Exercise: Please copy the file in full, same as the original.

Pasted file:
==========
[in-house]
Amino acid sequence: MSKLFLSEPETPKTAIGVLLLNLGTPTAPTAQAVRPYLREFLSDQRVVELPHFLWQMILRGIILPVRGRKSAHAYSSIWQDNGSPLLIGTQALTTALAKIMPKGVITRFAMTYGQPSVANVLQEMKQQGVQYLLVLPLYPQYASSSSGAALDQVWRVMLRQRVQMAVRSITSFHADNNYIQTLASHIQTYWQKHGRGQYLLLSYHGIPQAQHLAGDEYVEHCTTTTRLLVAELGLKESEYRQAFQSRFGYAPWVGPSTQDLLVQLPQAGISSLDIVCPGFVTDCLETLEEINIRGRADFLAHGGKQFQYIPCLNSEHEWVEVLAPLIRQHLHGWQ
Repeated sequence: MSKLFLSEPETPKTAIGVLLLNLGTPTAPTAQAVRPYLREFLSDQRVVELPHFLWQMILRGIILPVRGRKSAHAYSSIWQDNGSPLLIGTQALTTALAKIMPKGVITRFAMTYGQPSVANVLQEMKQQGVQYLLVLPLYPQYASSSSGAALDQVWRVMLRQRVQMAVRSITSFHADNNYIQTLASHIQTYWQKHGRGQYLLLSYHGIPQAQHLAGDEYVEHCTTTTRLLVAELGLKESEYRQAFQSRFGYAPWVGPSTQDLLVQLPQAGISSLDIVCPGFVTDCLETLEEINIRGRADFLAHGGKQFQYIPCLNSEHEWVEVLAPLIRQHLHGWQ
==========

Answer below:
[in-house]
Amino acid sequence: MSKLFLSEPETPKTAIGVLLLNLGTPTAPTAQAVRPYLREFLSDQRVVELPHFLWQMILRGIILPVRGRKSAHAYSSIWQDNGSPLLIGTQALTTALAKIMPKGVITRFAMTYGQPSVANVLQEMKQQGVQYLLVLPLYPQYASSSSGAALDQVWRVMLRQRVQMAVRSITSFHADNNYIQTLASHIQTYWQKHGRGQYLLLSYHGIPQAQHLAGDEYVEHCTTTTRLLVAELGLKESEYRQAFQSRFGYAPWVGPSTQDLLVQLPQAGISSLDIVCPGFVTDCLETLEEINIRGRADFLAHGGKQFQYIPCLNSEHEWVEVLAPLIRQHLHGWQ
Repeated sequence: MSKLFLSEPETPKTAIGVLLLNLGTPTAPTAQAVRPYLREFLSDQRVVELPHFLWQMILRGIILPVRGRKSAHAYSSIWQDNGSPLLIGTQALTTALAKIMPKGVITRFAMTYGQPSVANVLQEMKQQGVQYLLVLPLYPQYASSSSGAALDQVWRVMLRQRVQMAVRSITSFHADNNYIQTLASHIQTYWQKHGRGQYLLLSYHGIPQAQHLAGDEYVEHCTTTTRLLVAELGLKESEYRQAFQSRFGYAPWVGPSTQDLLVQLPQAGISSLDIVCPGFVTDCLETLEEINIRGRADFLAHGGKQFQYIPCLNSEHEWVEVLAPLIRQHLHGWQ